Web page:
Wildlife trafficking trainings continue in Bhutan

The day-long workshops were part of IFAW-WTI’s ongoing wildlife crime control efforts in association with Bhutan’s Department of Forests and Park ServicesThe story was sent by Amrit Menon, Technical Officer to ED, Planning, Wildlife Trust of India.—VM

Even though he has seen a lot of pangolins, one Customs Department official posted near the border had never seen a pangolin scale, which is one of the most illegally traded items on a global scale.

That is why this participant found one of a series of four workshops on countering wildlife trafficking at the Indo-Bhutan border so helpful.

The workshops were conducted in the border towns of Gelephu, Samste, Phunstholing and Samdrupjongkhar in June. Selected representatives from Bhutan attended the workshop, including 129 enforcement officials from various enforcement agencies. Personnel from Army, Police, Customs, Bhutan Agriculture and Food Regulatory Authority and Forest Department participated in these workshops.

A police officer takes a pictureThe day-long workshops were part of IFAW-WTI’s ongoing wildlife crime control efforts in association with Bhutan’s Department of Forests and Park Services, which was started in 2011.

With these workshops at the border area, IFAW-WTI team aims to sensitise various enforcement agencies on wildlife crimes and the importance of countering it effectively to ensure that the wildlife goods from India do not enter into the transit route.

“As we work in the border area, we come across various types of cross border crimes and the possibility of wildlife trafficking happening in the area cannot be ruled out. Since we don’t have the necessary expertise to identify trafficked goods and people involved in wildlife crimes, we often fail to recognize them. As a person who is responsible for screening foreigners who enter into the country for work or business, I need to know more about such crimes too,” said Sonam Tshering, Regional Liaison Officer with Bhutan’s Immigration Department. He was one of those who attended the training at Gelephu.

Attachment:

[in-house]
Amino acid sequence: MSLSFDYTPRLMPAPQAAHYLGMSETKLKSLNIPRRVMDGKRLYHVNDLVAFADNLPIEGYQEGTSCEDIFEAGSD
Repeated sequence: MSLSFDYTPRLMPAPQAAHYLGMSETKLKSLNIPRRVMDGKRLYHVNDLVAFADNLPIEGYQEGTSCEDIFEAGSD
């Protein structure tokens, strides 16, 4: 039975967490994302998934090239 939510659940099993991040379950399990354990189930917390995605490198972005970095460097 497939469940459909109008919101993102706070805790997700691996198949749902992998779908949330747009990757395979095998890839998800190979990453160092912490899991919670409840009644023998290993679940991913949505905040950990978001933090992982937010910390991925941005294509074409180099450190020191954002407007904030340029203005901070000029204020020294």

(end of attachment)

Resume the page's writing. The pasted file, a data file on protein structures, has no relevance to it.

A sample used in the training The Indo-Bhutan border sees a lot of movement of goods and people and considering how porous these borders are, it is becoming a favorite route for wildlife traffickers who use this route to smuggle goods to China and other countries. The instances of wildlife seizures by enforcement agencies have seen a sharp spike in these bordering towns in the recent past. “It is strategically important to counter crimes at the border where chances of detection of illegal goods are much higher. We need to ensure that all these enforcement agencies can detect wildlife goods at the border”, said Jose Louies, IFAW- WTI trainer.

Mr. Chhoglay Namgyal, Forestry Officer, Forestry Protection and Surveillance Unit, Bhutan, during his sessions discussed in great detail the legal procedures such as detaining a suspect, fines as per the law, what to do with the seized goods and rewards for the staff.

Most of the participants had first time experience of examining real and fake wildlife goods such as skins of tiger, leopard and clouded leopard. Samples of ivory, bones, pangolin scales, fake and genuine musk pods, bear bile samples, et al, were also put on display.

Examining fake rhino hornParticipants were very inquisitive about these items and discussions spilled over tea breaks as trainers were explaining and clarifying doubts on identifying various wildlife articles, their use and which animal they belong to.

Mr. Sonam Wangdi, Chief Forestry Officer, Samtse Forest Division, was quick to act and started an interagency group that would share information related to wildlife crimes with all enforcement agencies since inter-agency coordination on crime management was found to be an area that needed major improvement in countering wildlife crimes.

“Since my team is working across the country monitoring wildlife and forestry crimes, support and involvement from other enforcement agencies will help us a lot. Each of these enforcement agencies can pick up information and pass the same to our unit, or work together on specific leads which could result in busting of gangs and preventing wildlife trafficking across Bhutan,” said Mr. Namgyal. Mr. Dorji from the Royal Bhutan Police said that this is the first time he is attending a training exercise on wildlife crime management in 15 years of service.

Examination of a variety of wildlife goodsThe workshop also aimed to prevent wildlife crimes in Bhutan. Since Bhutan has a rich diversity of wildlife such as tiger, leopard, elephant and pangolin, it is considered a safe route for transporting wildlife products from India to China. This is the fourth training conducted by IFAW-WTI since 2011 in Bhutan on combating wildlife crimes in the country.

--AM

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